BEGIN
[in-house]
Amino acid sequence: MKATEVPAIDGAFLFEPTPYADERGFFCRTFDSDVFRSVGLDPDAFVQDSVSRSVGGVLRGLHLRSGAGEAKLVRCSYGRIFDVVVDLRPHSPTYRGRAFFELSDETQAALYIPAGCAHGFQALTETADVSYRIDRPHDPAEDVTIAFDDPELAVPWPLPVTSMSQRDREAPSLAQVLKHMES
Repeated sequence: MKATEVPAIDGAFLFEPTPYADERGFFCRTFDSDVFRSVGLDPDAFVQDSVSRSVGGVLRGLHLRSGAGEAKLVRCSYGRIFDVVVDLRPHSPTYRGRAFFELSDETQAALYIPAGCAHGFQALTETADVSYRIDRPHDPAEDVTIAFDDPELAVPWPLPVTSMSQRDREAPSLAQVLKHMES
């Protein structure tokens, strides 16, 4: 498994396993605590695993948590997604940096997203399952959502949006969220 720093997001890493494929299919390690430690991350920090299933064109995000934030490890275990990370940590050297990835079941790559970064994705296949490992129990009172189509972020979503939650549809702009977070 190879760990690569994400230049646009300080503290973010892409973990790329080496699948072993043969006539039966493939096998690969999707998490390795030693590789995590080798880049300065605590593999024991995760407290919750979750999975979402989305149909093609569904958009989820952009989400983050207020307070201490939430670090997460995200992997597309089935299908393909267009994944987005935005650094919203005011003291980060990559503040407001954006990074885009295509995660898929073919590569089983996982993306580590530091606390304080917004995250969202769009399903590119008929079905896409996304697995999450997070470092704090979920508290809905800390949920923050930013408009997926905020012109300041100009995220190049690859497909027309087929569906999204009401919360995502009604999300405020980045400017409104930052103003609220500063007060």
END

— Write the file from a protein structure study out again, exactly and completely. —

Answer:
[in-house]
Amino acid sequence: MKATEVPAIDGAFLFEPTPYADERGFFCRTFDSDVFRSVGLDPDAFVQDSVSRSVGGVLRGLHLRSGAGEAKLVRCSYGRIFDVVVDLRPHSPTYRGRAFFELSDETQAALYIPAGCAHGFQALTETADVSYRIDRPHDPAEDVTIAFDDPELAVPWPLPVTSMSQRDREAPSLAQVLKHMES
Repeated sequence: MKATEVPAIDGAFLFEPTPYADERGFFCRTFDSDVFRSVGLDPDAFVQDSVSRSVGGVLRGLHLRSGAGEAKLVRCSYGRIFDVVVDLRPHSPTYRGRAFFELSDETQAALYIPAGCAHGFQALTETADVSYRIDRPHDPAEDVTIAFDDPELAVPWPLPVTSMSQRDREAPSLAQVLKHMES
């Protein structure tokens, strides 16, 4: 498994396993605590695993948590997604940096997203399952959502949006969220 720093997001890493494929299919390690430690991350920090299933064109995000934030490890275990990370940590050297990835079941790559970064994705296949490992129990009172189509972020979503939650549809702009977070 190879760990690569994400230049646009300080503290973010892409973990790329080496699948072993043969006539039966493939096998690969999707998490390795030693590789995590080798880049300065605590593999024991995760407290919750979750999975979402989305149909093609569904958009989820952009989400983050207020307070201490939430670090997460995200992997597309089935299908393909267009994944987005935005650094919203005011003291980060990559503040407001954006990074885009295509995660898929073919590569089983996982993306580590530091606390304080917004995250969202769009399903590119008929079905896409996304697995999450997070470092704090979920508290809905800390949920923050930013408009997926905020012109300041100009995220190049690859497909027309087929569906999204009401919360995502009604999300405020980045400017409104930052103003609220500063007060």